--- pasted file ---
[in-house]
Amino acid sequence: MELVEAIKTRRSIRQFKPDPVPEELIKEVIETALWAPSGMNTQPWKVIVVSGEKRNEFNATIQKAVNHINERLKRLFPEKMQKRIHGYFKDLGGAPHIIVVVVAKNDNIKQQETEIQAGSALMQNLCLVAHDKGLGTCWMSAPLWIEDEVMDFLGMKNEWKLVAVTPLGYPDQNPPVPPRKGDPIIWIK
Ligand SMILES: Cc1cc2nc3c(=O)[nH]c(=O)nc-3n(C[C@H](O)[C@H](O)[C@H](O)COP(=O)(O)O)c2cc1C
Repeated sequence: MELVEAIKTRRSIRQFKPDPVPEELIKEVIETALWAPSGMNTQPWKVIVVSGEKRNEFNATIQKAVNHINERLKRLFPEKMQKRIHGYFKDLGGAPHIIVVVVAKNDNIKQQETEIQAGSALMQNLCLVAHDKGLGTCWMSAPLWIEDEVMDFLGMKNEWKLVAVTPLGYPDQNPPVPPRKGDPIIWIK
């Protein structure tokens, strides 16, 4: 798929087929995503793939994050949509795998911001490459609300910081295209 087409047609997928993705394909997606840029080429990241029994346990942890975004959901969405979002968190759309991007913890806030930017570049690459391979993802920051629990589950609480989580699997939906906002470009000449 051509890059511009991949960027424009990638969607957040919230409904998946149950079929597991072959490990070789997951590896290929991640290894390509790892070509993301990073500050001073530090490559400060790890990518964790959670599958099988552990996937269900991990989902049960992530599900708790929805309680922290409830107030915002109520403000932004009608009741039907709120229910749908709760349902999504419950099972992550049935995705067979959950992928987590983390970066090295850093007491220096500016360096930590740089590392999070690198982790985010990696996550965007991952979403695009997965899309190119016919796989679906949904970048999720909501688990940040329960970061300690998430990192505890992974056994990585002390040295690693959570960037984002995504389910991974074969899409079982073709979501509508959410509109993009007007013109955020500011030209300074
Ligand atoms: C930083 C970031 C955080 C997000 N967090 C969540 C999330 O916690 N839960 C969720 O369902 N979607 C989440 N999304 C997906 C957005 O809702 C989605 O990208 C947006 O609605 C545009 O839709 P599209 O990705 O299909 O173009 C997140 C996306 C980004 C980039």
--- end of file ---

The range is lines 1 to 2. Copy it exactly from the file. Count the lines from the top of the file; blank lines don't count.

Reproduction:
[in-house]
Amino acid sequence: MELVEAIKTRRSIRQFKPDPVPEELIKEVIETALWAPSGMNTQPWKVIVVSGEKRNEFNATIQKAVNHINERLKRLFPEKMQKRIHGYFKDLGGAPHIIVVVVAKNDNIKQQETEIQAGSALMQNLCLVAHDKGLGTCWMSAPLWIEDEVMDFLGMKNEWKLVAVTPLGYPDQNPPVPPRKGDPIIWIK